A lot of sites now are implementing infinite scroll, allowing users to paginate by scrolling down the page. These are usually sites that present their data as a “feed” or “stream,” and the data is usually “skim”-worthy (status updates, images, quick and concise information…). 

Twitter, Tumblr, Pinterest, Svpply and Facebook all employ this method of pagination and they all have their own unique methods of doing so. Twitter has hotkeys (‘J’ and ‘K’) that allow users to jump from tweet to tweet and loads an additional batch of tweets once you reach a certain threshold. Tumblr and Pinterest dynamically load content while displaying a static call-to-action on the side, “Scroll to top” or an arrow, allowing the user to quickly jump back to the top of the page at any time. Svpply shows the first set of content statically and the user has to explicitly initiate the infinite scroll by pressing “Show All.” Facebook has an interesting and smart interaction. As you scroll down the page, content will continue to populate. However, because the footer is at the bottom of the page, it would be difficult to access if status updates continue to fill the page. If you scroll down the page fast enough, the system assumes you’re trying to get to the footer and stops the continuous loading, an extremely clever solution. 

Do you ever find yourself browsing an e-commerce site and clicking on “View All” to see the entire catalogue, rather than clicking through 8 pages of clothes? Google research just published:

User testing has taught us that searchers much prefer the view-all, single-page version of content over a component page containing only a portion of the same information with arbitrary page breaks

This, hopefully, means that Google Search results will soon also implement infinite scroll, although the logo pagination is a classic component to the site.

Thinking about using infinite scroll on your site? UX Movement has a great list of best practices you should follow.

Facebook is now revealing the possible context in which users become friends, displayed as a feed post formatted “[Person A] and [Person B] are now friends after both attending [Event].” It seems as though they see that both users have attended a Facebook event and friended each other shortly after (not sure what the max time allotted for friending is before Facebook doesn’t post the event portion anymore).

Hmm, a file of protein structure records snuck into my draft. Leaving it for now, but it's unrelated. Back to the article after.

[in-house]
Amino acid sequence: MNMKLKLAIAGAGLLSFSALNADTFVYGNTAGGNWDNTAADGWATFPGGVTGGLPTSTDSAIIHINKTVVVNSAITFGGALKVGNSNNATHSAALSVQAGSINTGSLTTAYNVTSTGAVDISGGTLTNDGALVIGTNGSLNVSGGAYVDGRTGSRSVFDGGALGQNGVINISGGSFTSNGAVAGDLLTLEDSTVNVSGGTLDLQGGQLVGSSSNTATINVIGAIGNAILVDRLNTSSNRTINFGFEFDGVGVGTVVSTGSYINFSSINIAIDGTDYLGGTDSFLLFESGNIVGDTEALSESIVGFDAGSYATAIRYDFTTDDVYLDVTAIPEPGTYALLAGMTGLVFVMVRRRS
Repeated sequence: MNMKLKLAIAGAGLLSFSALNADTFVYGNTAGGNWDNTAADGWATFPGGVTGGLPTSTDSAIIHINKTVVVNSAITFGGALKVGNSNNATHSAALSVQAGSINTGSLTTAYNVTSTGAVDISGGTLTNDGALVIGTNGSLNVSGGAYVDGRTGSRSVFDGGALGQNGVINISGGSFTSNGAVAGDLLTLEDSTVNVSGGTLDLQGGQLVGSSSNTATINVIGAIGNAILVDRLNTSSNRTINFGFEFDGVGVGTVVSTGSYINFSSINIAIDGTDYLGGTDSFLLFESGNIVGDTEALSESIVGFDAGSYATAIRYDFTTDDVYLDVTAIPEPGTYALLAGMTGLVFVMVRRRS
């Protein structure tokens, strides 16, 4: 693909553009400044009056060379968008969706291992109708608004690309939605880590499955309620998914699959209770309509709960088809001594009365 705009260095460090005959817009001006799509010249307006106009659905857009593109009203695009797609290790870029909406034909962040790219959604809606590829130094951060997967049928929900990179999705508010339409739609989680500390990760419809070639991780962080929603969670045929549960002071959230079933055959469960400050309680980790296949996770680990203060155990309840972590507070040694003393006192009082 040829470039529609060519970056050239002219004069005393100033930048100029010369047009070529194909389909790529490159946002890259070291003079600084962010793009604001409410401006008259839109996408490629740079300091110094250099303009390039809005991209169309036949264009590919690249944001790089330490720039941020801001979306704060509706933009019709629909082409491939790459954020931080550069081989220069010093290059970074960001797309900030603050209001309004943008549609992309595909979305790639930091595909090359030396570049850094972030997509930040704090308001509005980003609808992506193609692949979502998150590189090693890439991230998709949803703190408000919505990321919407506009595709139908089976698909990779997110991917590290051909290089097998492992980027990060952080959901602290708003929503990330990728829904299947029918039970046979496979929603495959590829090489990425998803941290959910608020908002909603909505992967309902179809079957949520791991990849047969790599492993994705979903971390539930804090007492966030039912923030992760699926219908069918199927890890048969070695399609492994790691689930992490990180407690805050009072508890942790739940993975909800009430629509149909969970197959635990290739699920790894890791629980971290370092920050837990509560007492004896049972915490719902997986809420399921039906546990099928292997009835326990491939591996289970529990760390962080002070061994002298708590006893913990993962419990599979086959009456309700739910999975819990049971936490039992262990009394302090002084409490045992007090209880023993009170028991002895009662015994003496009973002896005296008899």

Localizing your content has always been a task that could greatly affect international usability and accessibility. There are cultural habits that need to be addressed when localizing. For example, users in eastern countries read from right to left (CNN US: http://www.cnn.com/ CNN Arabic: http://arabic.cnn.com/). 

One of the more difficult tasks is ensuring terminology and colloquialisms you use is understandable in other countries. Will German users intuitively understand what will happen if they press “Retweet” or “Like”? Services like Twitter and Facebook take a more social approach. Rather than hiring translators, they let their community decide what native terminology will work best. On Facebook, users can upvote and vet existing translations, or suggest alternatives. Twitter announced today that it only took a month to translate the service in Dutch and Indonesian with the help of 20,000+ users who volunteered to help.

Twitter is now available in 11 languages and Facebook in 64.

Facebook has a new “Comment View” when browsing through photo albums. Enabling the feature (toggle at the top right) displays only the photos within the album that have comments associated.

It’s been a year since Facebook’s f8 conference, including the widespread introduction of the ‘Like’ button and the open graph. Inside Facebook has a great in-depth look here.

Saw a tooltip this morning when logging-on to Facebook and now clicking on an image from my newsfeed or albums opens it in a lightbox where I can like, comment, and paginate through images

7 years, 500 million users. Happy Birthday Facebook!

They’ve been broken up for 6 years and now Mattel is unleashing a huge digital campaign to bring them back together! Vote for whether Barbie should take Ken back at barbieandken.com. Ken’s even got a Facebook, Twitter, and Foursquare account you can follow too. Here’s the tip he left at Saks Fifth Avenue:

One time, Barbie asked to go into Saks Fifth Avenue to grab a quick pair of shoes. Three hours later, she came out with seventeen pairs. I love how unpredictable that girl is.

Before Mark Zuckerberg dishes the details of Facebook tonight on 60 minutes, users can opt-in to upgrade and check out a new profile page UI update from their announcement. There is definitely a slew of new changes, and the first few things that stand out are the new navigation and overall bio/summary. The previous tab scheme to paginate through Wall, Info, Photos, etc…, have moved below the profile picture, just like that on the News Feed. Second, based on the information data provided in the Info section, a little “blurb” is generated below the username to summarize where you work, what you studied in college, where you lived and came from, etc… There are also 5 preview images of pictures you’ve most recently been tagged in.

There’s also a push to be a lot more visual, with the aid of large thumbnails all over the place. Much like the update to Facebook photo albums where all of the images are displayed on one page and load as the user scrolls down the page (similar to Twitter’s feed), photos you’re tagged in will appear and load in this infinite page scroll.